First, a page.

Home / Equipment / Receiver Power / Mike Seale’s Version of the regulator

Mike Seale’s Version of the regulator

Here’s my example of the voltage regulator design originally published by George Shering.  I’ve made it a little bigger than the original in order to dissipate more heat.  This is probably not necessary for F5B but I plan to use these regulators in some of my sport models too and here the extra copper should give an acceptable margin of safety.

I got the double sided copper board from Maplins.  This was about £5.  The regulator, capacitors and resistors were purchased from Farnell.  I ordered enough to make 10 regulators and this cost a total of £40.  So each regulator will cost me less than £5.  If you want to make your own here are the parts you’ll need.


10 uF Capacitor

120 Ohm Resistor

390 Ohm Resistor
I cut the circuit board the same size as a FlightPower 350mAh 2s lithium battery that I intend to use in my F5B models on the assumption that if the battery fits the regulator will too.  The tracks were cut out using a fine tipped grinding tool on my Dremel.  This took about 5 minutes.  I then used a fine tipped soldering iron to place the regulator and surface mount devices.  I’ve done a lot of soldering in the past but this was my first go with SMD’s and it was surprisingly easy.  Pre-tin the copper board where you want the device to go, place it in position and hold it still with the tip of the small screwdriver.  Then hold the iron against one side of the device for a couple of seconds and watch the solder flow.  The most difficult bit was placing them in the right place to start with, especially the resistors which are so small.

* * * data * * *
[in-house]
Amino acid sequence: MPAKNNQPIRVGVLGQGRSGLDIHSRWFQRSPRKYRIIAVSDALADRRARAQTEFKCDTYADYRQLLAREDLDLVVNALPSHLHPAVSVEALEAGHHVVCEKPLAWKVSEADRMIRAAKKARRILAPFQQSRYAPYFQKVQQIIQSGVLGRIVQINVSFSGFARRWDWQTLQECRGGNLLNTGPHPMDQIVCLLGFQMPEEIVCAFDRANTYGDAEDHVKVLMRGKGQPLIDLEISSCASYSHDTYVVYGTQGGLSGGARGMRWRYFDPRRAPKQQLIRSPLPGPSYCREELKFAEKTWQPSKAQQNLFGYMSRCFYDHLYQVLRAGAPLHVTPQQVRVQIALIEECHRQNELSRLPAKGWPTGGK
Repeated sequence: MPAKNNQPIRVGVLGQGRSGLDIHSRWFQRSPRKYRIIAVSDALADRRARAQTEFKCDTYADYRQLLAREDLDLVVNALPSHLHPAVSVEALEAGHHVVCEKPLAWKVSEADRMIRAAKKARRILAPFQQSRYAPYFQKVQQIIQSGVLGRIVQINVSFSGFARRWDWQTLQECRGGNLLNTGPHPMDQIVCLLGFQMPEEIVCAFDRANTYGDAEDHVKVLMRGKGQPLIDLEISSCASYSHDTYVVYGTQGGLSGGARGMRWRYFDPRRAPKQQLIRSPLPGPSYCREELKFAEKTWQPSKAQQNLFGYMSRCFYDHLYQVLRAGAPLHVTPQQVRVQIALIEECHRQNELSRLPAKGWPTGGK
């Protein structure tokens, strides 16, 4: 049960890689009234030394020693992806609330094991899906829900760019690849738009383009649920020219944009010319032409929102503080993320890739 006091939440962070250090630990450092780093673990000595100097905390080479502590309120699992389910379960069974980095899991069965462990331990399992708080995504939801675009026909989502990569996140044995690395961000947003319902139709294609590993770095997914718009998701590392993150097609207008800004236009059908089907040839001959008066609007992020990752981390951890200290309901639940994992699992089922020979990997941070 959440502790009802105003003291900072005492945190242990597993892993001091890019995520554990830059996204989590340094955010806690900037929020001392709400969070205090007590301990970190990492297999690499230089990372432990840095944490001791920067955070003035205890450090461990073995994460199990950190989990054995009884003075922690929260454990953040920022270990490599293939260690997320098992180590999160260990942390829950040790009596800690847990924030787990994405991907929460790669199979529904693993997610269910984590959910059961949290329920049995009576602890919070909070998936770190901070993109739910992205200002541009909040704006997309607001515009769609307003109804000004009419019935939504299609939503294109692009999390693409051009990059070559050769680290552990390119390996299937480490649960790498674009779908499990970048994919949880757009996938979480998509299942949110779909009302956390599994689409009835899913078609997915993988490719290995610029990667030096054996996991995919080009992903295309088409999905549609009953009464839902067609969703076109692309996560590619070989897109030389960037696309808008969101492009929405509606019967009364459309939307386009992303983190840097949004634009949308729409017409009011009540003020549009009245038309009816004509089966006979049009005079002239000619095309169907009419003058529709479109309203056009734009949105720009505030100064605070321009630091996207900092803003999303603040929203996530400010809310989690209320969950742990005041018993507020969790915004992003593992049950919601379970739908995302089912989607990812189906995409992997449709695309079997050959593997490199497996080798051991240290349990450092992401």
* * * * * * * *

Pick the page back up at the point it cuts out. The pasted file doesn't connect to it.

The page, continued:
I’ve chosen to use micro-deans connectors on my regulator and will modify my switches harnesses accordingly.  I have chosen to do this because I already use these connectors on my indoor models and it will create a safety standard for me…micro-deans = lithium, UNI = NiMH

At the moment I’ve only had a chance for limited testing but it looks very promising.  I attached a fully charged battery to the regulator and ran a single servo continuously back and forth for 90 minutes, measuring input and output voltage at regular intervals.  The regulator was cold to the touch throughout.  The data shows that a steady 5.2V was delivered at all times even thoguh the supply voltage was dropping the whole time.  At the end of the test I recharged 179mAh indicating that the avarage current was119mA.  I know that 5 servos will pull more current than one, and that they will be working harder in flight at 150mph, but these initial tests look promising.


About Alan Flockhart

Check Also

Steve Burns Regulator Setup

This is the way Steve is powering his receivers now. The items used in this ...